Extensible format to enable ongoing innovation in 3D streaming and compression
HTML5DevConf– October 19th 2015 – San Francisco, CA –The Khronos Group, an open consortium of leading hardware and software companies, today announced that the glTF™ 1.0 (GL Transmission Format ) royalty-free specification for transmission and loading of 3D content has been finalized for Ratification and is immediately available for use by tools and application vendors. glTF is an efficient, interoperable asset delivery format that compresses the size of 3D scenes and models, and minimizes runtime processing by applications using WebGL™ and other APIs. glTF also defines a common publishing format for 3D content tools and services. More information on glTF specifications and activities is available at: https://www.khronos.org/gltf/.
“Amazing market opportunities are created when a standard emerges for efficiently transmitting and processing media data across the Internet. glTF will be as significant for 3D applications as JPEG and MP3 were for pictures and music,” said Neil Trevett, president of the Khronos Group and vice president at NVIDIA and chair of the Khronos 3D Formats Working Group. “glTF 1.0 provides baseline asset transport capabilities that every 3D application can use, and enables powerful extensibility for ongoing innovation in asset streaming and compression.”
Traditional 3D modeling formats, such as COLLADA™, are designed to exchange 3D assets within authoring workflows, but are not optimized for download or loading efficiency. Many applications convert assets to proprietary runtime formats, preventing tools from producing standardized models that can be consumed by any 3D application.
glTF defines a vendor- and runtime-neutral format that can be loaded and rendered with minimal processing. The format combines an easily parsable JSON scene and material description, which references binary geometry, textures and animations. glTF can be loaded efficiently into WebGL applications with minimal additional parsing and processing to create full hierarchical runtime scenes with nodes, meshes, cameras and animations.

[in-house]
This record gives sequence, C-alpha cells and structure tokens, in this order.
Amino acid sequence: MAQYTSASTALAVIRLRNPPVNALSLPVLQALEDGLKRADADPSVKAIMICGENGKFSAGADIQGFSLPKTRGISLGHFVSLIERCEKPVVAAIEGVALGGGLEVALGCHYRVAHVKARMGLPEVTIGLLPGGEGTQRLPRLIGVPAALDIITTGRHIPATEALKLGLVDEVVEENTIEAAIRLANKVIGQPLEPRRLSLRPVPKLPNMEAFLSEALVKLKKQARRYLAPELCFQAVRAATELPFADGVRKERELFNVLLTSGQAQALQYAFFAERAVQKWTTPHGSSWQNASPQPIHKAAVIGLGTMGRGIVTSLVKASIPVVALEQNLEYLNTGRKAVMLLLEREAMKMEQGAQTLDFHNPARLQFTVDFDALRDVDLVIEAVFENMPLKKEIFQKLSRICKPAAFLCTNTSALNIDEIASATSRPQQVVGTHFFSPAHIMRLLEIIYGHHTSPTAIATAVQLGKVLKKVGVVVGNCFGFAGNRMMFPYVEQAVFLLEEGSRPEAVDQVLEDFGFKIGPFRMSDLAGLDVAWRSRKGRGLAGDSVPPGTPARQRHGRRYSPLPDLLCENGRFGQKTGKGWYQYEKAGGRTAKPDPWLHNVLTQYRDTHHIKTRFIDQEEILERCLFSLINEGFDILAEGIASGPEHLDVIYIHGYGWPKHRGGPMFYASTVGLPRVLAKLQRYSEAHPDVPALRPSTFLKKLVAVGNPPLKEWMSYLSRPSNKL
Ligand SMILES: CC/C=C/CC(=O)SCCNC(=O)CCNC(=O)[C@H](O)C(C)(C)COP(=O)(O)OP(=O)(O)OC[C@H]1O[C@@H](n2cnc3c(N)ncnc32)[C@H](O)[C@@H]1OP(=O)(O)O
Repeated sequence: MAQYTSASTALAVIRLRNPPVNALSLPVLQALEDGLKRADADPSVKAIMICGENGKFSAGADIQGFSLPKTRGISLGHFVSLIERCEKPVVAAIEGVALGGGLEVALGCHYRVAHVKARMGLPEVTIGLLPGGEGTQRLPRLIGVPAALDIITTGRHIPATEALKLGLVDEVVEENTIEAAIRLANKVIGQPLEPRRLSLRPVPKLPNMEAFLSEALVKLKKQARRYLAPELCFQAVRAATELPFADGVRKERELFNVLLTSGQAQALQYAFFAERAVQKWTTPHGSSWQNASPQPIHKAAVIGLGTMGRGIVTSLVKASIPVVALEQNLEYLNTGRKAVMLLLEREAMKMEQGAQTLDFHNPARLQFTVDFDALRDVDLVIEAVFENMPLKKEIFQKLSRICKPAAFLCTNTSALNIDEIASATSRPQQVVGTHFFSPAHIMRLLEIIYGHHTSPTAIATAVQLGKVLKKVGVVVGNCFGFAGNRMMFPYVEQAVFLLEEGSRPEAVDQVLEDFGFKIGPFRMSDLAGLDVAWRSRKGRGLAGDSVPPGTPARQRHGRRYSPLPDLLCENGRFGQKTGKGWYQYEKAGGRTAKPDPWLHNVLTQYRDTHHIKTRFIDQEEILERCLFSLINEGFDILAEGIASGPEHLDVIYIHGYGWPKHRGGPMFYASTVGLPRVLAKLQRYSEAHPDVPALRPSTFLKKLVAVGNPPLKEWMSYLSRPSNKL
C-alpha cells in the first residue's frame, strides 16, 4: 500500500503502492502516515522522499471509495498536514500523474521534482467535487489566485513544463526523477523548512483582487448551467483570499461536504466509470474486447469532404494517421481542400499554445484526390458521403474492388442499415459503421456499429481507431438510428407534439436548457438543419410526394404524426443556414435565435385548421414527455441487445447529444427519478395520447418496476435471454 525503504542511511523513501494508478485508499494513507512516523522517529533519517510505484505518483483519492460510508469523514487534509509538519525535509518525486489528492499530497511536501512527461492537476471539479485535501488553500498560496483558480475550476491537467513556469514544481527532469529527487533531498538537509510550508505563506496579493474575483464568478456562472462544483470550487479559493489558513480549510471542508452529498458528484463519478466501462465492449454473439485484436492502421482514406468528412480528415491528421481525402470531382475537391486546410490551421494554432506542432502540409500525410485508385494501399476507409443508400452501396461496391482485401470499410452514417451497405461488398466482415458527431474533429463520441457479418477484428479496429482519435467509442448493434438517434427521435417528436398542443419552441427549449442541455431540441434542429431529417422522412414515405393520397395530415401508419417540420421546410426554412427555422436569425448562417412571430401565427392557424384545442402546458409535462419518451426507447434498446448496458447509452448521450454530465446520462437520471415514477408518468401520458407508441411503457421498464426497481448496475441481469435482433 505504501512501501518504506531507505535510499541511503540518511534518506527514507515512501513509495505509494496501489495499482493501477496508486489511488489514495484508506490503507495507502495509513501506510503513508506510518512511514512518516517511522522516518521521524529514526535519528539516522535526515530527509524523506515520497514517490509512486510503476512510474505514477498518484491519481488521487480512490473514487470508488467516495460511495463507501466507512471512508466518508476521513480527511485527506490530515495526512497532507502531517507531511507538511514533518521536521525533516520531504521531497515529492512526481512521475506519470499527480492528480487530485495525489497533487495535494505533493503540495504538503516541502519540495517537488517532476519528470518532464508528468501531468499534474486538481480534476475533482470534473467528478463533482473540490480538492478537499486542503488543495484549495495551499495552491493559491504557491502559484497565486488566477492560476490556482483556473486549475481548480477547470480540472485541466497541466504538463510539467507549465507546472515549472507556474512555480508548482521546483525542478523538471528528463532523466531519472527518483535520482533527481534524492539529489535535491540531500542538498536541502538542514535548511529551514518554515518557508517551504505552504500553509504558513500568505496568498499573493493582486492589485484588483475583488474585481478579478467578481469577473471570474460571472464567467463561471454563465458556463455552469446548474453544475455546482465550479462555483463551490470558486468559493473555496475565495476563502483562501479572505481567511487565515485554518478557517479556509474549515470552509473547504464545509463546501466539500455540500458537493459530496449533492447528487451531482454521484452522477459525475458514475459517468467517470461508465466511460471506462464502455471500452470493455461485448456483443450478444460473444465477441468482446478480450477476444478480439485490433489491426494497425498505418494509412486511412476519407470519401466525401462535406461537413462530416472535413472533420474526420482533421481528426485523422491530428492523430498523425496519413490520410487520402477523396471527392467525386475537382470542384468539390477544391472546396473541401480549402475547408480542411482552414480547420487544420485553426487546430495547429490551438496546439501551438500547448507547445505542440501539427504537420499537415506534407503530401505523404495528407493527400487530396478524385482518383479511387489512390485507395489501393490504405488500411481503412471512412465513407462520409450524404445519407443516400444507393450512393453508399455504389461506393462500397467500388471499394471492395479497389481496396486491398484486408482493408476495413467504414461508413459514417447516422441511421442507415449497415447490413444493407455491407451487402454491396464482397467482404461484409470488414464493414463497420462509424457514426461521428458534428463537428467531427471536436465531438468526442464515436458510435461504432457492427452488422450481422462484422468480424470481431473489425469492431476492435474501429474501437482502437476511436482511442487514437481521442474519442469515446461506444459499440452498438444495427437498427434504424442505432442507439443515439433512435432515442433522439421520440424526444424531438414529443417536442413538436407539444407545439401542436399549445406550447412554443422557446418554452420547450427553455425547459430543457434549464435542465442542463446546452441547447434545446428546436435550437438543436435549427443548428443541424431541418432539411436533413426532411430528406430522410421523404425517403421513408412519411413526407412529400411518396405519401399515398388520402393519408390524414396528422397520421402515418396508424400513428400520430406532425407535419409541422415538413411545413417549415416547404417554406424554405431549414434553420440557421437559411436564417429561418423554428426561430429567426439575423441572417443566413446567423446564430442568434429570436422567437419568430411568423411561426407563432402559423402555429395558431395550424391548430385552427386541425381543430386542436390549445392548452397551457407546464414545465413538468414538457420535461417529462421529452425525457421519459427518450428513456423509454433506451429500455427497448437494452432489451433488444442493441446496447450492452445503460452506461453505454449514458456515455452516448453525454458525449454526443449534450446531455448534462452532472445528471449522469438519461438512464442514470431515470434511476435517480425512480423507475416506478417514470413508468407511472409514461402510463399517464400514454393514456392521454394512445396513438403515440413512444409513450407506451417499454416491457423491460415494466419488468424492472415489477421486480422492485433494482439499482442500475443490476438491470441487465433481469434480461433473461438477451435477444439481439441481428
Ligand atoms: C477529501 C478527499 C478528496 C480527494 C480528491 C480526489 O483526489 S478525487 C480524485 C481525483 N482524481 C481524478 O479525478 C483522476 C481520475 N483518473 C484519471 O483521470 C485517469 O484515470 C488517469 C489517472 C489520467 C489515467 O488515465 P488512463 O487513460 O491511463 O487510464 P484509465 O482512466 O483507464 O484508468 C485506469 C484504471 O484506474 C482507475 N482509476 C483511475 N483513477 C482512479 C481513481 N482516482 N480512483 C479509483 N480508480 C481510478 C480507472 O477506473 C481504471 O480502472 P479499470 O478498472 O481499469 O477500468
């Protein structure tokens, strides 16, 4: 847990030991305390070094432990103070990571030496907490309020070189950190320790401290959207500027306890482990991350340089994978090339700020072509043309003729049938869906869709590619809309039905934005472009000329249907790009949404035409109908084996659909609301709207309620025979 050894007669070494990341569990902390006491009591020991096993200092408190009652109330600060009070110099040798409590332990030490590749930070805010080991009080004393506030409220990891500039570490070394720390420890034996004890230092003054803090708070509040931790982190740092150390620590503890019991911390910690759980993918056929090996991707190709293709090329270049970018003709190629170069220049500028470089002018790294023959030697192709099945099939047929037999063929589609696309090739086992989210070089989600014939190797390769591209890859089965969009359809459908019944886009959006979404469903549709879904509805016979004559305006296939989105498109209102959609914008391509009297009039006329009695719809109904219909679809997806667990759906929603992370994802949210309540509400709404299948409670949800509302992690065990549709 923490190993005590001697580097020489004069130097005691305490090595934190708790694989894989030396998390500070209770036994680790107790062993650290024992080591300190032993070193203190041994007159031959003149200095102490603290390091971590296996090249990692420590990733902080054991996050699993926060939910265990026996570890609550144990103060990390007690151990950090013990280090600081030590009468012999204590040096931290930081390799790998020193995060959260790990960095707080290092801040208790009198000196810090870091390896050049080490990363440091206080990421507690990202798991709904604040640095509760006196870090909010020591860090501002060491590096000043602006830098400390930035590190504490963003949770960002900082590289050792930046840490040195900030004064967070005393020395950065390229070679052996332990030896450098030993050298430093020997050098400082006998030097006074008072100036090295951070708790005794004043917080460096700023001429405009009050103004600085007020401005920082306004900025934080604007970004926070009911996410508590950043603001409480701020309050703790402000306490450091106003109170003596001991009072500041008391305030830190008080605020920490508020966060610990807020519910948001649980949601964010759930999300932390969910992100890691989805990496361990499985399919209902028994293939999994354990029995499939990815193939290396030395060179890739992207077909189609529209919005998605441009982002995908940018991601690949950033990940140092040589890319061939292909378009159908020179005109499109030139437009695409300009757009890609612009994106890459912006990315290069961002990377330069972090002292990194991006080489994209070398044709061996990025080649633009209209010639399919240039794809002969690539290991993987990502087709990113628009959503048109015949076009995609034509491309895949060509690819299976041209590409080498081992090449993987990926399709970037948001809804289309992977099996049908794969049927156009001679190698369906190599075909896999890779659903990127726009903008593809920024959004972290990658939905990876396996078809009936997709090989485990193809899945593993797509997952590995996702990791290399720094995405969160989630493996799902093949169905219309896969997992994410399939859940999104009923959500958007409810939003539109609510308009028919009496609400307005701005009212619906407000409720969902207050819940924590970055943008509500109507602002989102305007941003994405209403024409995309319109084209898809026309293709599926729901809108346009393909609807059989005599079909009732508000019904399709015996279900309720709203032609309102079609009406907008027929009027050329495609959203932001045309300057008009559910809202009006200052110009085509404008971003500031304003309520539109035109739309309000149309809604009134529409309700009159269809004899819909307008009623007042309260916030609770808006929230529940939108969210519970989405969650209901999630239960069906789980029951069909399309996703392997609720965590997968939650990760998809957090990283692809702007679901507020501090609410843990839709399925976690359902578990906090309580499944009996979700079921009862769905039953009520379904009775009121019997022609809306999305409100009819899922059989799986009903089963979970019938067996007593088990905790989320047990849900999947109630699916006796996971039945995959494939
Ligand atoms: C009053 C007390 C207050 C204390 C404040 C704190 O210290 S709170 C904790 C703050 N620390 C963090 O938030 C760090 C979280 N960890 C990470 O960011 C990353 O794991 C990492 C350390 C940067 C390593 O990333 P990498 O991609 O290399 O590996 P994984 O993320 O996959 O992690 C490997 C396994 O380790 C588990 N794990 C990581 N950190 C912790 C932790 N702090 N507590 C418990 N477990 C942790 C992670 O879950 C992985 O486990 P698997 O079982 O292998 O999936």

“The WebGL and OpenGL™ APIs have brought 3D visualization to billions of consumers,” observed Tony Parisi, vice president of Platform Products at WEVR and co-editor of the glTF specification. “But until now there was no standardized way to get 3D data into those applications. glTF will enable a proliferation of 3D content for applications including entertainment, education, digital marketing, social media, and virtual reality, across all platforms.”
3D models and scenes may be used in a wide variety of applications, and so glTF is an extensible format to enable ongoing innovation around delivery, compression and streaming technologies for diverse use cases. Any company may define a vendor extension to glTF to meet their business needs, and Khronos provides a cooperative forum for widely used extensions to be standardized. Extensions available at the launch of glTF 1.0 include the ability to use binary scene descriptions and high precision rendering for geospatial applications. Extensions in development include sophisticated streaming of very large 3D CAD models from Fraunhofer IGD and advanced 3D mesh compression using 3DGC technology from the MPEG Consortium.
The glTF specification has been openly developed with the specification and source of multiple converters and loaders freely available on GitHub. Tools available at launch include offline and online convertors from COLLADA to glTF produced by Khronos, Analytical Graphics Inc. and Motorola Mobility, an FBX to glTF convertor in development by Autodesk, and loaders for leading WebGL engines including three.js, Microsoft’s Babylon.js, Cesium and X3DOM.
“In an industry characterized by a myriad of proprietary 3D formats, glTF addresses the need for standardization and sets the foundation for an ecosystem of OpenGL-based viewing and processing tools,” said Stefano Corazza, senior principal scientist at Adobe.
“glTF has some remarkable features that will make it simple for developers to include and run 3D digital assets in their web or mobile applications,” said Cyrille Fauvel, senior ADN Sparks manager at Autodesk.
“Unlocking 3D content from proprietary desktop applications to the cloud creates massive new opportunities for collaboration. Designers can share their work much earlier in the process, makers can show what their objects will look like before being printed, educators can incorporate interactive elements to the courses they produce, and much more. This future is so close we can feel it - the hardware is capable, the browsers are capable, now if only we could solve the content pipeline. Having an interoperable standard for tools manufacturers and engine developers to work against is a huge step - go glTF!,” said Ross McKegney , Platform @ Box.